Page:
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Bed-Wetting

By: Rachel Newcombe - Updated: 18 Oct 2012 | comments*Discuss
 
Bed Bedwetting Wet Wetting Night Urine

Bedwetting isn't something many people like to think of, nor admit it affects their child, yet actually it's common. Over 500,000 children in the UK are affected and it's more than three times more common in boys. If your child suffers, read on to discover what the causes and solutions could be.

Bedwetting, or nocturnal enuresis as it's also known, is the involuntary passing of urine at night. Frequent bedwetting is common in the under 6 age group, with about 15-20% of all 5-6 year olds wetting the bed. Boys are three times more likely to be affected, as they're often slower to develop. Although the issue usually recedes as children get older, 2-3% of 14 year olds are affected and 1% of over 15s.

What Causes Bedwetting?

A variety of factors may be involved in bedwetting. These include:
  • A slow developing bladder muscle. This is one of the most common reasons and occurs when the bladder muscle contracts and empties the bladder when it's only half full. In the large majority of cases, this isn't a long term problem - it's usually just caused by a child not having yet developed the necessary nerve and muscle control.
  • A high production of urine. Some children produce a lot of urine at night. This is due to the fact that the mechanisms that reduce urine production are slow to develop.
  • Genetics. Bedwetting can run in families and the likelihood of a child wetting the bed is 40% if one parent had it and 70% if both parents were bedwetters.
  • Anxiety or being upset. Some children wet the bed if their anxious, worried or upset by something.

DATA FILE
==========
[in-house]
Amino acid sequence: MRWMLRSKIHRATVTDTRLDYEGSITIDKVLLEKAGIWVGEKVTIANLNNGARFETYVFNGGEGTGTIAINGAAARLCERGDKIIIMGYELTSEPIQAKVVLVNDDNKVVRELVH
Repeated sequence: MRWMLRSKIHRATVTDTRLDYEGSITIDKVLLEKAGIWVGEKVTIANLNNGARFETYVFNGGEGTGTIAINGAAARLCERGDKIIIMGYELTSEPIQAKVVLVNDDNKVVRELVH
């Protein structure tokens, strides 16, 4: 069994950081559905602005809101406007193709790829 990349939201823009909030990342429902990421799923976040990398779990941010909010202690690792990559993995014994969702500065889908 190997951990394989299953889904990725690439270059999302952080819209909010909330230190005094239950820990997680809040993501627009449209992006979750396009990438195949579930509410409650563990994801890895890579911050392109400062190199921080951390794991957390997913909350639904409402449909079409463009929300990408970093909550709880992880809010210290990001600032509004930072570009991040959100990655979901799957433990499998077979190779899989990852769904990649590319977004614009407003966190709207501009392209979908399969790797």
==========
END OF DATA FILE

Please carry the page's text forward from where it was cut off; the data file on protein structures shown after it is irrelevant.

• A urine infection. Sometimes having a urine infection or cystitis can cause bedwetting.
  • Diabetes. An underlying case of diabetes can also cause bedwetting.

What Can You Do?

It's natural to worry about your child, but if they're under the age of 5, don't worry too much as hopefully the bedwetting stage will pass. A crucial thing is to not let your child feel bad about what's happening and certainly to not punish them for it. They may be feeling bad, guilty or upset about what's happening and the less fuss you make out of it, the better.

It can help to have a chat with your child about why bedwetting occurs, how common it is and that other children his age are probably having the same issue. Most importantly, let them know that they'll grow out of it over time and, if you used to have bedwetting problems, maybe share your experiences too. Above all, let them know they're not alone and that it's not something to be scared or worried about.

Other tips for dealing with it include:

  • Use waterproof mattress covers.
  • Make sure your child can easily get to the toilet in the night of they need to.
  • Consider encouraging your child to go to the toilet when you go to bed (e.g. 10.30/11.15pm). You can always lift them onto the toilet if they're too sleepy at this stage.
  • Consider using disposable padded absorbent pads, which can be worn under nightwear.
  • Encourage your child to drink plenty during the day. It can help the bladder hold larger quantities and will prevent drinking too much in the evenings. But don't restrict drinks in the evening if your child is thirsty.
  • Help your child train his bladder. Once a day encourage him to drink lots, and then hold on for as long as possible before going to the toilet.
  • Try using a reward system for every night the bed stays dry.
  • Get a bedwetting alarm. This will ring as soon as the bed gets wet and can encourage a child to develop the habit of waking and getting up in the night, rather than losing control of their bladder.
If you're worried about bedwetting or the problem continues, talk to your doctor, as they're there to help. There may be tests that could help or medication that your child needs.

Above all, don't panic! Most children successfully grow out of bedwetting and go on to have long and dry nights.

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